Pretty URLs For Everyone!

Have you ever visited a website, and wondered how the person managing it is able to have their pages display without having the file extension on every page? I used to. Turns out, it's not so hard to get what is commonly referred to as "pretty URLs." It's as simple as adding a few lines of text to a special file most people have on their host servers: the .htaccess file.

What is a ".htaccess" file?

According to, a .htaccess file is a "distributed configuration file." They also go on to describe what it does:

[.htaccess files] provide a way to make configuration changes on a per-directory basis. A file, containing one or more configuration directives, is placed in a particular document directory, and the directives apply to that directory, and all sub-directories thereof.

In a nutshell, it means we can use this file to make configuration changes to our host server's Apache module, allowing us to set certain file-handling behaviors as we see fit without needing to make permanent changes to the Apache module. It may also be the only way we can modify the Apache module, as is usually the case with shared hosting.

So, what are WE doing, then?

We are going to use something called a mod_rewrite. What we will do is write some logic out that tells Apache to automagically append a file extension to the file part of the URL containing the page name. This happens in the background, at the server level, so our users are none-the-wiser that we are manipulating the URL. As an added bonus, this also hides the technology we use for our site from our users. This also gives us a small amount of protection from low-level hackers, too.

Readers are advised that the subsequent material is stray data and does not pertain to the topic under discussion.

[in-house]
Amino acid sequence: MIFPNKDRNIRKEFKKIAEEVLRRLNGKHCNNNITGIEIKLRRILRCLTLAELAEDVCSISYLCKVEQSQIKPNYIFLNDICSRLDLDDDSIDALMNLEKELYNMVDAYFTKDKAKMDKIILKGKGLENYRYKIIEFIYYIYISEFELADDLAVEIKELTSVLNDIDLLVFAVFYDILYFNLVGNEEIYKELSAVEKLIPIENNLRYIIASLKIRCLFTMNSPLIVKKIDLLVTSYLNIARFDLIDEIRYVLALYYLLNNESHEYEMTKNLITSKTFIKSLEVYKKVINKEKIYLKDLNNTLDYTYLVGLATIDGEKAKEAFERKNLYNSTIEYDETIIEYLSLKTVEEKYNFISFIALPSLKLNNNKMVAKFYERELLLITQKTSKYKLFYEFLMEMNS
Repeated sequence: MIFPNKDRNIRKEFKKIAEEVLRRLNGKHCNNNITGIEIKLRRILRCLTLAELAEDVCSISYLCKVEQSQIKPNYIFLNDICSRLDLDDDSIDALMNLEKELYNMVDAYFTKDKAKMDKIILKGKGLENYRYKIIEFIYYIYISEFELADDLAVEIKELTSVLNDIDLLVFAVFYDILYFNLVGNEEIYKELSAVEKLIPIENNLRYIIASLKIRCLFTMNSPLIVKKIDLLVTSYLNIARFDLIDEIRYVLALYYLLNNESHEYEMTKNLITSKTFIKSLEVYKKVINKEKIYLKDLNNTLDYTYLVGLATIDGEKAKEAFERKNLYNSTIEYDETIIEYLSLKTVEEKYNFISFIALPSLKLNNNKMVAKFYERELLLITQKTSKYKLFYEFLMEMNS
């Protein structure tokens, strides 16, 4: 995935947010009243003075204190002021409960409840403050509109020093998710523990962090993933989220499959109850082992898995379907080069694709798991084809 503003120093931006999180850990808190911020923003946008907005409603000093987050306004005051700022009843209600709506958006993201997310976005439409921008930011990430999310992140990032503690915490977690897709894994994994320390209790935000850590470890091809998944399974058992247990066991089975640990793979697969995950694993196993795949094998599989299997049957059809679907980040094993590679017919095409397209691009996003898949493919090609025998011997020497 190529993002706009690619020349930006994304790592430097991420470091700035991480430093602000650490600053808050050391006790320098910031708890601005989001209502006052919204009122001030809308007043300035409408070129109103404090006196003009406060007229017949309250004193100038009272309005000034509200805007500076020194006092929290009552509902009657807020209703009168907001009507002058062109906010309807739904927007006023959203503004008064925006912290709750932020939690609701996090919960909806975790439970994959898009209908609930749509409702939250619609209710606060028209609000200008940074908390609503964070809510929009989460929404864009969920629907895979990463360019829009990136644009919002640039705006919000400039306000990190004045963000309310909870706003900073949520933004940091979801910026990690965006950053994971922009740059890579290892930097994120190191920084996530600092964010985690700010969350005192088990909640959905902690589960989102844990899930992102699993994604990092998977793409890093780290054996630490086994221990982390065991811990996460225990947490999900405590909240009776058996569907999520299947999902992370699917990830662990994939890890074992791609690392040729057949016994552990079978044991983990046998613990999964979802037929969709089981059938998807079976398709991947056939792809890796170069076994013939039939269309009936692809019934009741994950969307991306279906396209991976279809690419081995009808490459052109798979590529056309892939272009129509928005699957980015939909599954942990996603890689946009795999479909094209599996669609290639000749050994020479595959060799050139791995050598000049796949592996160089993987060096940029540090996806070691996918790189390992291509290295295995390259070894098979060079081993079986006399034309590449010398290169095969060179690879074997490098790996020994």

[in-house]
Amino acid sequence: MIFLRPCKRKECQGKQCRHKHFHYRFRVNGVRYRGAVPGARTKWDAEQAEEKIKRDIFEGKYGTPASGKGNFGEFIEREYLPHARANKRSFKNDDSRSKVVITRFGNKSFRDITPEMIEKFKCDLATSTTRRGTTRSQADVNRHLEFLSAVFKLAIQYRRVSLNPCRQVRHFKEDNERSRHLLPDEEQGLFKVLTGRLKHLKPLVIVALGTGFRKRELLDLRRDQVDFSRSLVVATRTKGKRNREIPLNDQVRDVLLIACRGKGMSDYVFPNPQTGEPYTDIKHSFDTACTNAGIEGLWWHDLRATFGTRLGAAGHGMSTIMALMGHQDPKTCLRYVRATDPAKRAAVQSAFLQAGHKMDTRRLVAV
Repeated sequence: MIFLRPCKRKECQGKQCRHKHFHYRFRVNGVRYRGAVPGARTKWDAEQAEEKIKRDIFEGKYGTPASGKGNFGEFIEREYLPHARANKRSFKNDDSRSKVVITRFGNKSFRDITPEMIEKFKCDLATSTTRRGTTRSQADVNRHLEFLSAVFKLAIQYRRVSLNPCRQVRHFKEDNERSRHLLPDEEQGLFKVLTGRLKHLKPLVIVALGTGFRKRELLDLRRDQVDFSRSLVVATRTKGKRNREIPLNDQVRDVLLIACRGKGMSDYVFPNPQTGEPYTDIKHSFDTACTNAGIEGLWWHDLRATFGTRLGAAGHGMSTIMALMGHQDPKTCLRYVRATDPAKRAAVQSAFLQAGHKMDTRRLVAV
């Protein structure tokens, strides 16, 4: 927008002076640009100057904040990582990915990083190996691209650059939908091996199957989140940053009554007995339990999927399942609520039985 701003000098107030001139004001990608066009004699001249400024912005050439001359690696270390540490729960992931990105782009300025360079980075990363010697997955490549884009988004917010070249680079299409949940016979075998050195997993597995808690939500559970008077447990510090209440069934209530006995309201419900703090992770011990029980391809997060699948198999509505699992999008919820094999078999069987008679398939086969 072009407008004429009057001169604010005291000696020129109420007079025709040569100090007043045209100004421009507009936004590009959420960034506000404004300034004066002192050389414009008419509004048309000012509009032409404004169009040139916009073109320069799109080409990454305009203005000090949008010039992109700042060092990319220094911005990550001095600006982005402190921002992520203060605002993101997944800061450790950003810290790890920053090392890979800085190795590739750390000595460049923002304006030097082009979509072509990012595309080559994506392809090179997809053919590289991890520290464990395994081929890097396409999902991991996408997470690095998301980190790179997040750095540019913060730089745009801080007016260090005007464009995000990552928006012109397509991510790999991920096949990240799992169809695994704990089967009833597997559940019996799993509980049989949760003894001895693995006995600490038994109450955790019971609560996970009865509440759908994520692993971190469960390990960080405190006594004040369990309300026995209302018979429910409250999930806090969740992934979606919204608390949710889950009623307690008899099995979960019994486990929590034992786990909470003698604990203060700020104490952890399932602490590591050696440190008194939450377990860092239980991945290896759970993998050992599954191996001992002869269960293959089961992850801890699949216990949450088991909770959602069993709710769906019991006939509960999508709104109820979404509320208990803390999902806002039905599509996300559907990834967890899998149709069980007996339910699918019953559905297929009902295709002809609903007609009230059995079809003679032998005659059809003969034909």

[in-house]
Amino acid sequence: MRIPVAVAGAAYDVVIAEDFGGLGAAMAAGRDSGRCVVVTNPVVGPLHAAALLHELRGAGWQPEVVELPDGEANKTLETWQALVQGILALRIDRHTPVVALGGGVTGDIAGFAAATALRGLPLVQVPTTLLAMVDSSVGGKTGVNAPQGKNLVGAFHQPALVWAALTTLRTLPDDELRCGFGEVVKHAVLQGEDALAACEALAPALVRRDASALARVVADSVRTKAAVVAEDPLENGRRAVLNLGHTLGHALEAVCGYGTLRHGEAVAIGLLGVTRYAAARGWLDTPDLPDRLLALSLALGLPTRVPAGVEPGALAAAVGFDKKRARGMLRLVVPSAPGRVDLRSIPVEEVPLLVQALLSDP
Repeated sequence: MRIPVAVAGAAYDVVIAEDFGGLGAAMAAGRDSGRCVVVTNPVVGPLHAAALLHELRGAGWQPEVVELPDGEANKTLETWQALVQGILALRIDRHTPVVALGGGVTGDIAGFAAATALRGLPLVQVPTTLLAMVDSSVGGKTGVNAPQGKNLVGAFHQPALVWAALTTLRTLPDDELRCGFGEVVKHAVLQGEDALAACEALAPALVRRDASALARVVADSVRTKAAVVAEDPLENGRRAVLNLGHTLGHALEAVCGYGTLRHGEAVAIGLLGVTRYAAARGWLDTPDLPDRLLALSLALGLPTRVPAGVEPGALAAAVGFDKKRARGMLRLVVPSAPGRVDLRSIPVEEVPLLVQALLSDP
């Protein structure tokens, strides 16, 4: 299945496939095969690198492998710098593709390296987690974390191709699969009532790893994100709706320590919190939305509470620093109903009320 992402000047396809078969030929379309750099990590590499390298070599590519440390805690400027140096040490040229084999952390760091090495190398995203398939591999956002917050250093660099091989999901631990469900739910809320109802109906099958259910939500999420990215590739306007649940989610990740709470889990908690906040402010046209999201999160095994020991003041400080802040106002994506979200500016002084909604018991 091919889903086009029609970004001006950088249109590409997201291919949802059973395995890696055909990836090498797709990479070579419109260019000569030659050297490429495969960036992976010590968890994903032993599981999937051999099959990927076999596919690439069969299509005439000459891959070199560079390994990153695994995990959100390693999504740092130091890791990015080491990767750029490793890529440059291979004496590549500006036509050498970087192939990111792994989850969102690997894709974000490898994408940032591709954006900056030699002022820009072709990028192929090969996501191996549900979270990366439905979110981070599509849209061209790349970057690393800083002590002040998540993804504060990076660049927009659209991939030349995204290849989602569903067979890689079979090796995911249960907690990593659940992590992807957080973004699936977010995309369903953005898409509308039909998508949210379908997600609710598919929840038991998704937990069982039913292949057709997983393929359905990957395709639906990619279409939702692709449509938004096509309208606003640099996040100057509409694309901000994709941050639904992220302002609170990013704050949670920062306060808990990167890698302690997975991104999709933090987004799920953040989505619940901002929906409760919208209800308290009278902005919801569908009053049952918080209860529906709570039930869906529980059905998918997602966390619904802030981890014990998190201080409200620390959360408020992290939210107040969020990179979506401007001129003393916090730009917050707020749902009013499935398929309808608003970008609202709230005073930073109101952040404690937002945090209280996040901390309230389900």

The Code!

This example shows how simple a mod_rewrite can be. It only takes three to four lines to get pretty URLs. Look the sample over, then keep reading.

# Enable Rewrite Engine so that our regex kicks in.
RewriteEngine On

# Don't attempt to add extension to directory.
RewriteCond %{REQUEST_FILENAME} !-d

# Automagically append .php to URL.
RewriteCond %{REQUEST_FILENAME}\\.php -f
RewriteRule ^(.*)$ $1.php

The Explanation!

The first thing we do is turn on the Rewrite Engine. This tells Apache we are shaking things up a bit. If we don't add this line, our rewrites are ignored. Next, we tell Apache to skip anything that would map to a directory, and to only rewrite files that already exist on the server. The last line there is a small bit of regex, or regular expression, that is applied if both of our conditions pass. The upward caret denotes the beginning of the string, while the dollar sign indicates the end of the string. Once the pattern matching finds the end of the string, it will add .php to it.

For example, let's see what happens if the user enters the URL of

The regex will parse that string and add .php to the end. So the URL sent to the server is actually:

You can use this same idea for any extension you can think of, such as .htm, .html, .aspx, and so on. Just swap out .php in the sample above with whatever type you are using.

The nice thing is that everything happens at the server level, meaning the user is unaware anything has been changed. They still see the original URL, unmodified.

And that is it. Pretty cool, huh? :)

The Wrap Up

Using pretty URLs not only improves your site by making your URLs easier to remember, it also tends to improve your SEO, or "search-engine optimization." Better SEO equals better search results equals more traffic for you...